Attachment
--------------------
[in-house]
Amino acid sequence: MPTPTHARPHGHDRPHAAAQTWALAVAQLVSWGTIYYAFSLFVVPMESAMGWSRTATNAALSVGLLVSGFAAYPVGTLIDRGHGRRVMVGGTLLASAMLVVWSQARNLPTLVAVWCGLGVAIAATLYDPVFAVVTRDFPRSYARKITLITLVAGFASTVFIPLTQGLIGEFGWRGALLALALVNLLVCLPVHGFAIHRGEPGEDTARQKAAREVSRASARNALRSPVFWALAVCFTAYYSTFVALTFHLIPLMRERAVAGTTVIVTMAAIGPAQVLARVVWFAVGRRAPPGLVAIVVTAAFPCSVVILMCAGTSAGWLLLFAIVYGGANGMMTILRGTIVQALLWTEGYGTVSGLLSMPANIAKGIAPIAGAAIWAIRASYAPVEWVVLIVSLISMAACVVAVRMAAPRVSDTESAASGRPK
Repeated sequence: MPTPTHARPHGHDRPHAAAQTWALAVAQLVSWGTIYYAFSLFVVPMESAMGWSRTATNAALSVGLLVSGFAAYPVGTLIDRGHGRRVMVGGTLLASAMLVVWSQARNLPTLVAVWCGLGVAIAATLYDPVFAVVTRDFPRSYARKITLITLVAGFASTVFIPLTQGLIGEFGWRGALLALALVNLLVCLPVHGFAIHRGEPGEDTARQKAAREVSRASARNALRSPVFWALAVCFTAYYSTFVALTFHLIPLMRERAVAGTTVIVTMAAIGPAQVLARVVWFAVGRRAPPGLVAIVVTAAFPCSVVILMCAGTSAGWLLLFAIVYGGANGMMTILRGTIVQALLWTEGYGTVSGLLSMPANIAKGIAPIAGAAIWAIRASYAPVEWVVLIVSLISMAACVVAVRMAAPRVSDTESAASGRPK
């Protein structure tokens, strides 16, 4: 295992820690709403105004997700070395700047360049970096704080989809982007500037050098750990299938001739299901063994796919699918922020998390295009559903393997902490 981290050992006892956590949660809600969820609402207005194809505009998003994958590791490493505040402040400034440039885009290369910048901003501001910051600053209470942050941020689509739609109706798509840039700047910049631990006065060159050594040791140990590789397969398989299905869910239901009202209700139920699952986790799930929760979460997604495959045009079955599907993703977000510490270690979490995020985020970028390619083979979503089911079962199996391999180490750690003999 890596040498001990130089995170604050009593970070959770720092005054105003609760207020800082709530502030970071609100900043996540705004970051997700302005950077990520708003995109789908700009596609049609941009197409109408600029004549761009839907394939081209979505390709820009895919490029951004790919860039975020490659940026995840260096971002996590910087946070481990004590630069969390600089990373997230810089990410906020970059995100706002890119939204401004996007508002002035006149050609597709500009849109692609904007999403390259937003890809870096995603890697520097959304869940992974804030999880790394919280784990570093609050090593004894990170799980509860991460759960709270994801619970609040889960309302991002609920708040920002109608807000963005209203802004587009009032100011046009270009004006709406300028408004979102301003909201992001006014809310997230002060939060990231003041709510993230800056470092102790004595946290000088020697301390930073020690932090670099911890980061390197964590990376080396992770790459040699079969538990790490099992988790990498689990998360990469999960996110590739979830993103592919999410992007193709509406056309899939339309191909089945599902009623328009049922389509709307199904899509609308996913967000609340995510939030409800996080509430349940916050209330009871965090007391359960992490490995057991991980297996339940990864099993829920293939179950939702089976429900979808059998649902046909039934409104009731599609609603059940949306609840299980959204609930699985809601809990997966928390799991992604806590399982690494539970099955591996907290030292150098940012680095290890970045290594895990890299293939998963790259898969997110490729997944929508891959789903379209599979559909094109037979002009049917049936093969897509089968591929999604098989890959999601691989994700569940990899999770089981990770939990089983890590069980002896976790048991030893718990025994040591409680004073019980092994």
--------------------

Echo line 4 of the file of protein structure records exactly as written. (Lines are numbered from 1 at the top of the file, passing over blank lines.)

């Protein structure tokens, strides 16, 4: 295992820690709403105004997700070395700047360049970096704080989809982007500037050098750990299938001739299901063994796919699918922020998390295009559903393997902490 981290050992006892956590949660809600969820609402207005194809505009998003994958590791490493505040402040400034440039885009290369910048901003501001910051600053209470942050941020689509739609109706798509840039700047910049631990006065060159050594040791140990590789397969398989299905869910239901009202209700139920699952986790799930929760979460997604495959045009079955599907993703977000510490270690979490995020985020970028390619083979979503089911079962199996391999180490750690003999 890596040498001990130089995170604050009593970070959770720092005054105003609760207020800082709530502030970071609100900043996540705004970051997700302005950077990520708003995109789908700009596609049609941009197409109408600029004549761009839907394939081209979505390709820009895919490029951004790919860039975020490659940026995840260096971002996590910087946070481990004590630069969390600089990373997230810089990410906020970059995100706002890119939204401004996007508002002035006149050609597709500009849109692609904007999403390259937003890809870096995603890697520097959304869940992974804030999880790394919280784990570093609050090593004894990170799980509860991460759960709270994801619970609040889960309302991002609920708040920002109608807000963005209203802004587009009032100011046009270009004006709406300028408004979102301003909201992001006014809310997230002060939060990231003041709510993230800056470092102790004595946290000088020697301390930073020690932090670099911890980061390197964590990376080396992770790459040699079969538990790490099992988790990498689990998360990469999960996110590739979830993103592919999410992007193709509406056309899939339309191909089945599902009623328009049922389509709307199904899509609308996913967000609340995510939030409800996080509430349940916050209330009871965090007391359960992490490995057991991980297996339940990864099993829920293939179950939702089976429900979808059998649902046909039934409104009731599609609603059940949306609840299980959204609930699985809601809990997966928390799991992604806590399982690494539970099955591996907290030292150098940012680095290890970045290594895990890299293939998963790259898969997110490729997944929508891959789903379209599979559909094109037979002009049917049936093969897509089968591929999604098989890959999601691989994700569940990899999770089981990770939990089983890590069980002896976790048991030893718990025994040591409680004073019980092994």